[H/T to my Empire Junior High School classmate, Carolyn Carrier [née Hill], who emailed a version of this from Las Vegas, where she kicks butt and takes names as a super Obama volunteer.]
The woman apologized and explained, "We didn't have this green thing back in my earlier days."
The young clerk responded, "That's our problem today. Your generation did not care enough to save our environment for future generations."
She was right — our generation didn't have the green thing in its day.
Back then, we returned milk bottles, soda bottles and beer bottles to the store. The store sent them back to the plant to be washed and sterilized and refilled, so it could use the same bottles over and over. So they really were recycled.
But we didn't have the green thing back in our day.
Grocery stores bagged our groceries in brown paper bags that we reused for numerous things, most memorable besides household garbage bags, was the use of brown paper bags as book covers for our schoolbooks. This was to protect public property — our school system-issued books. Then we personalized our brown paper bag book covers with our art.
But too bad we didn't do the green thing back then.
We walked up stairs because we didn't have an escalator in every store and office building. We walked to the grocery store and didn't climb into a 300-horsepower machine every time we had to go two blocks.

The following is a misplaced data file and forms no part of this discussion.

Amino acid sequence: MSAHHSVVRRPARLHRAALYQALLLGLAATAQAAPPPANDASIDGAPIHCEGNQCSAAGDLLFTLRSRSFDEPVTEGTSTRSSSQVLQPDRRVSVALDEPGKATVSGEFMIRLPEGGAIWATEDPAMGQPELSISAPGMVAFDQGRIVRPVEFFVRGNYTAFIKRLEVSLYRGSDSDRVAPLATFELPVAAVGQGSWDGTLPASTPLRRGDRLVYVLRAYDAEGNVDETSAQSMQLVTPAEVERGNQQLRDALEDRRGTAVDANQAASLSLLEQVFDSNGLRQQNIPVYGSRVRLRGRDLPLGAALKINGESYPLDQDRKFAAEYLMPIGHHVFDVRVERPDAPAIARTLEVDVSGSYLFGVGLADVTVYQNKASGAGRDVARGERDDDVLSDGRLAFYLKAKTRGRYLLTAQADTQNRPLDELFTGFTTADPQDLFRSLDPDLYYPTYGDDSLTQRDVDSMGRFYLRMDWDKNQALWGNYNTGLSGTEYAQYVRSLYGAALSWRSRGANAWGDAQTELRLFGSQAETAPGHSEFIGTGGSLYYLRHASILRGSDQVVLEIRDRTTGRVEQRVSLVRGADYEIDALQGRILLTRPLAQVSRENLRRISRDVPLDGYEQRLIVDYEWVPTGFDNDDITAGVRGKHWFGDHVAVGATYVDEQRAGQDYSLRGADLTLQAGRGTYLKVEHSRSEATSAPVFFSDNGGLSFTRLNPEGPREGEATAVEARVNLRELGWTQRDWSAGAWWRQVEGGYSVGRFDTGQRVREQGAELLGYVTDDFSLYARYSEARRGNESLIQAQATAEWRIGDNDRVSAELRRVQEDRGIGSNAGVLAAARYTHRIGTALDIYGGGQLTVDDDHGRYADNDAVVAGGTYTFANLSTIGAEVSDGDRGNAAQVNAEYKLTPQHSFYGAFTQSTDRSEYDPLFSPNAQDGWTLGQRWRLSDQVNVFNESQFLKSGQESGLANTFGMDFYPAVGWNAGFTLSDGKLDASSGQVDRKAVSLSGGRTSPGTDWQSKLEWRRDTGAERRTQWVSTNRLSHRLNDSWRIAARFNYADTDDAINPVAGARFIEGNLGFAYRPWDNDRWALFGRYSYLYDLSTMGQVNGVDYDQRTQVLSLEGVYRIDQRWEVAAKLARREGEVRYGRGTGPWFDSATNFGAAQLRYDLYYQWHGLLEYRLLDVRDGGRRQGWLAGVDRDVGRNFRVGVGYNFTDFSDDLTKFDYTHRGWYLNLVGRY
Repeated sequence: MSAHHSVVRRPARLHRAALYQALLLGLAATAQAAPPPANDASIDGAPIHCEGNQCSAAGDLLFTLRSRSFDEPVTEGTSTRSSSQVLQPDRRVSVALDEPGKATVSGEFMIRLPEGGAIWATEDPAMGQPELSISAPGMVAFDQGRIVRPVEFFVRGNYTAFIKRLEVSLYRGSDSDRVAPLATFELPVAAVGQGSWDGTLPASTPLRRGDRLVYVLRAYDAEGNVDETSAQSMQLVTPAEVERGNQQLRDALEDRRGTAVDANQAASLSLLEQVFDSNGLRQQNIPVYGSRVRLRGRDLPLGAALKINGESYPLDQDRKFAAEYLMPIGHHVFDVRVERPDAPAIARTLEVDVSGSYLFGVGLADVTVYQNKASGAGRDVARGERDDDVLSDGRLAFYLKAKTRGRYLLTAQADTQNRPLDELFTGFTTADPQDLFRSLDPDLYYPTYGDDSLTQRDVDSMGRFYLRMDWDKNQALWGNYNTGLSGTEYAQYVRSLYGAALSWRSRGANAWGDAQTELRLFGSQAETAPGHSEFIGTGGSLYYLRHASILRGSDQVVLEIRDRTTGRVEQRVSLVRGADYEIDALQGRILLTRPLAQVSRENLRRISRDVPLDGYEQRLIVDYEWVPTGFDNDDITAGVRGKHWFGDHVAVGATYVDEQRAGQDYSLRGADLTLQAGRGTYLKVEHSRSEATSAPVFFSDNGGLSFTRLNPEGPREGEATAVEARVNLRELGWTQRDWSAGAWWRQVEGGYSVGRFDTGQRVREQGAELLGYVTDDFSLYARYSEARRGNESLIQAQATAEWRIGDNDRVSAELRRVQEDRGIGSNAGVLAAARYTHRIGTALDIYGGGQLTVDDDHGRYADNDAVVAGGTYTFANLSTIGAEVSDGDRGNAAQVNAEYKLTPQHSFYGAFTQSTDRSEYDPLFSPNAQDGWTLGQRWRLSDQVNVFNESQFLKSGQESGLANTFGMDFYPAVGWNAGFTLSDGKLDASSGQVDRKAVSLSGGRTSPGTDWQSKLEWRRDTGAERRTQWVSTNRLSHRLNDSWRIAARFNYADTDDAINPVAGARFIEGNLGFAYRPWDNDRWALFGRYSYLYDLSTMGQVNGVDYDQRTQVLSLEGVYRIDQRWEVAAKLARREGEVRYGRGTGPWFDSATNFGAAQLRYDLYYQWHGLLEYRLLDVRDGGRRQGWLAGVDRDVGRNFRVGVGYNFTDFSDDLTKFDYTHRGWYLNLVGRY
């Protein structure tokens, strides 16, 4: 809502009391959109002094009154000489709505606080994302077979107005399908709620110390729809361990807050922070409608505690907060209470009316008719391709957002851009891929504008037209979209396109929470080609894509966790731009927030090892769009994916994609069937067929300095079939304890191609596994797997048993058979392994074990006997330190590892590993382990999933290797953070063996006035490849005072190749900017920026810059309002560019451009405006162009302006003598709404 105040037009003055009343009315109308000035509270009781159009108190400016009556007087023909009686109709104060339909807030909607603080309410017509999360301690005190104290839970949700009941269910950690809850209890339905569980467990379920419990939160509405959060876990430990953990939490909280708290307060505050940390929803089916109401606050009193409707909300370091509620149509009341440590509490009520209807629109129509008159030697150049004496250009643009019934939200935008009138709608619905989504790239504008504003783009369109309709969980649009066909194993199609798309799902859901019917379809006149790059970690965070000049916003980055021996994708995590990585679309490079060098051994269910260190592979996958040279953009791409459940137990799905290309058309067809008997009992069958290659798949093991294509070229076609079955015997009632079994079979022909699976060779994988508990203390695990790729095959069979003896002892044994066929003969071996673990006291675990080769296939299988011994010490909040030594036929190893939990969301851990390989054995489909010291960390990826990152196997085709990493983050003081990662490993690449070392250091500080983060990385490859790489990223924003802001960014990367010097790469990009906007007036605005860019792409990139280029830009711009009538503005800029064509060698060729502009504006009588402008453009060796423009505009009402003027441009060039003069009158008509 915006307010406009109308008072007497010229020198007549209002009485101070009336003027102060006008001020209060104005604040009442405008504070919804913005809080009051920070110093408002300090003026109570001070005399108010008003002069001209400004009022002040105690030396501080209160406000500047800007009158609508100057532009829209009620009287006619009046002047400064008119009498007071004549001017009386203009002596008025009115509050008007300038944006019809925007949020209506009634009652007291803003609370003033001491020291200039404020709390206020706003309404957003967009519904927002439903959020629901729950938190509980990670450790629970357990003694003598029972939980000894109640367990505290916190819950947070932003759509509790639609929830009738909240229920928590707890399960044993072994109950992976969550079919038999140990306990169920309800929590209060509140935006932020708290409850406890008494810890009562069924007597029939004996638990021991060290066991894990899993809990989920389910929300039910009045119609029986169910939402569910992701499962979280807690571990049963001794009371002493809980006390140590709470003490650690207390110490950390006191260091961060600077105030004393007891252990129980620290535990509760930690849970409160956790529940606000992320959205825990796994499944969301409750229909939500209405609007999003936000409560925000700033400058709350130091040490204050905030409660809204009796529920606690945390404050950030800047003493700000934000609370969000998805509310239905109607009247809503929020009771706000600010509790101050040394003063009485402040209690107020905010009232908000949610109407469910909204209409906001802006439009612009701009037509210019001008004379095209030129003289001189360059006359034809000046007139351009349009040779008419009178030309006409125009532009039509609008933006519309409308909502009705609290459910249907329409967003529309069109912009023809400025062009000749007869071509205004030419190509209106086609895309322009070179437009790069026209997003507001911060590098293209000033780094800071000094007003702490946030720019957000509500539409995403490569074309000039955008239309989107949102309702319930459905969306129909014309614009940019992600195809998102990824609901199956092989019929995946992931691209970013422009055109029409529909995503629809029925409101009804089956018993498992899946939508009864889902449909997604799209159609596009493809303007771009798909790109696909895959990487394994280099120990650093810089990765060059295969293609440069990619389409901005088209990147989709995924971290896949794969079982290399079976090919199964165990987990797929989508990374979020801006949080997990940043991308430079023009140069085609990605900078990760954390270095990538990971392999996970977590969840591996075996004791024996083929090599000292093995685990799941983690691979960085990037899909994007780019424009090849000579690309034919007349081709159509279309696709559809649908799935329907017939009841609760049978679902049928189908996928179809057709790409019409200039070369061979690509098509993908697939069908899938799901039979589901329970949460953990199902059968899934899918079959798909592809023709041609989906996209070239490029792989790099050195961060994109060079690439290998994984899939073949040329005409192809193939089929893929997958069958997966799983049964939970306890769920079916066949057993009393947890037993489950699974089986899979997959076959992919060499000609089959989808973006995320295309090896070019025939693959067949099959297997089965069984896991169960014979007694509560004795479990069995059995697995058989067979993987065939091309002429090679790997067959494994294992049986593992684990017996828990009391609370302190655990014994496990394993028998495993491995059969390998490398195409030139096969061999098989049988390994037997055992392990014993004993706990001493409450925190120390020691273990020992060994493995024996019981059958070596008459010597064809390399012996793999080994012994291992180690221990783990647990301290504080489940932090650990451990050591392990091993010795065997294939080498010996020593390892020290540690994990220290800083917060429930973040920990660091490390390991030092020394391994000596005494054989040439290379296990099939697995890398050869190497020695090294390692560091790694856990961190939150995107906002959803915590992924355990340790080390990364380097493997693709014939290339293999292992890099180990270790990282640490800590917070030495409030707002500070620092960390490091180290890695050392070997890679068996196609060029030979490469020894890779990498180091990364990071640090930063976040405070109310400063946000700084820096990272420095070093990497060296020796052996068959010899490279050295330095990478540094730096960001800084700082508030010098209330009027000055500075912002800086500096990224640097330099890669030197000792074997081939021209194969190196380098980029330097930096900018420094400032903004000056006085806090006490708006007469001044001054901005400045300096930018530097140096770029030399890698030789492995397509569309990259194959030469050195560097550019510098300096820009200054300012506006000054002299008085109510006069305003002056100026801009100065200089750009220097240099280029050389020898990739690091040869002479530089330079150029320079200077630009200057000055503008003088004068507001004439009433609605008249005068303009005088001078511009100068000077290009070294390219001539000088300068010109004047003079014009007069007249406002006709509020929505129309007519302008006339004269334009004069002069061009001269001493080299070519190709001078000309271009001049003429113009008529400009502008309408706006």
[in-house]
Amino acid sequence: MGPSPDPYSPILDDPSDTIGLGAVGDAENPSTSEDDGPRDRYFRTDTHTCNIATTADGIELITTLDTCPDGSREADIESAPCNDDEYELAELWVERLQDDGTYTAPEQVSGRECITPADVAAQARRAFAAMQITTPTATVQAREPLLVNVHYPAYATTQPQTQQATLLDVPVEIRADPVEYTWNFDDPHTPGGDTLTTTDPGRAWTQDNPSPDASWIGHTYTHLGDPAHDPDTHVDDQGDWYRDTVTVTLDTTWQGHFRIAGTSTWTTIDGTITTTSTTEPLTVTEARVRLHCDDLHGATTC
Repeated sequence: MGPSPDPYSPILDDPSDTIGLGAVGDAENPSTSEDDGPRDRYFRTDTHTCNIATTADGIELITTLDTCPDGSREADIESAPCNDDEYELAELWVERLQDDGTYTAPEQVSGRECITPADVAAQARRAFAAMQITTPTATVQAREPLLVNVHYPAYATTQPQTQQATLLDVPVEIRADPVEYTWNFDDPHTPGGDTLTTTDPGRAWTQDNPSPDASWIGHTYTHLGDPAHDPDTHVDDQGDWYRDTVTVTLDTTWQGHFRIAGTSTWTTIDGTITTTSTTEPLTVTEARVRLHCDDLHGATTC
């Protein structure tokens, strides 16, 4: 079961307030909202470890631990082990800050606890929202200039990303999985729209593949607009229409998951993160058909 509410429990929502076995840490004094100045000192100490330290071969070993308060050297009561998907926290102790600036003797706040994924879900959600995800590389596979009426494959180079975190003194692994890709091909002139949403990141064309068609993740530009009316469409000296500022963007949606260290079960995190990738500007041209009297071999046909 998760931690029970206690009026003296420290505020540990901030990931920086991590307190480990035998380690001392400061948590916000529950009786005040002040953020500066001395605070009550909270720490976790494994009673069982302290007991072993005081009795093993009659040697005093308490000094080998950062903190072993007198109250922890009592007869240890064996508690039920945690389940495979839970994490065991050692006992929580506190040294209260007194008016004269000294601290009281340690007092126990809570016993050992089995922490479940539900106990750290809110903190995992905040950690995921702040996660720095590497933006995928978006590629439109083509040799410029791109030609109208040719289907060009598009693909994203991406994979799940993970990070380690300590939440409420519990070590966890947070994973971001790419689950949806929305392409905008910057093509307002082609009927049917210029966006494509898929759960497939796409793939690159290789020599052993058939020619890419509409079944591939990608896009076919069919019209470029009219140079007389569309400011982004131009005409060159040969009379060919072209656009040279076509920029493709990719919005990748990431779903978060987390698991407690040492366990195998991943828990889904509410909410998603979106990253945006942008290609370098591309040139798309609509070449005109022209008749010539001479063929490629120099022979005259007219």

But she was right. We didn't have the green thing in our day.
Back then, we washed the baby's diapers because we didn't have throwaway disposables. We used wind and solar power to dry clothes on a line, not in an energy-gobbling 220-volt machine. Kids got hand-me-down clothes from their brothers or sisters, not always brand-new clothing.
But that young lady is right; we didn't have the green thing back in our day.
Back then, we had one TV and one radio, in the house, not a TV in every room, and the TV screen was the size of a handkerchief, not the size of the state of Montana. In the kitchen, we blended and stirred
by hand because we didn't have electric machines to do everything for us. When we packaged a fragile item to send in the mail, we used wadded up old newspapers to cushion it, not Styrofoam or plastic bubble wrap. Back then, we didn't fire up an engine and burn gasoline just to cut the lawn. We used a push mower that ran on human power. We exercised by working so we didn't need to go to a health club to run on treadmills that operate on electricity.
But she's right; we didn't have the green thing back then.
We drank from a fountain when we were thirsty instead of using a cup or a plastic bottle every time we had a drink of water. We used refillable ink pens instead of disposable ballpoints, and we replaced the razor blades when the blade got dull instead of tossing it in the trash.
But we didn't have the green thing back then.
Back then, people took the streetcar or a bus and kids rode their bikes to school or walked instead of turning their moms into a 24-hour taxi service. We had one electrical outlet in a room, not an entire bank of sockets to power a dozen appliances. And we didn't need a computerized gadget to receive a signal beamed from satellites 23,000 miles out in space in order to find the nearest burger joint.
It’s sad how the current generation laments how wasteful we old folks were just because we didn't have the green thing back then.
You might forward this on to another selfish old person who needs a lesson in conservation from a smartass young’un. We don't like being old in the first place, so it doesn't take much to piss us off.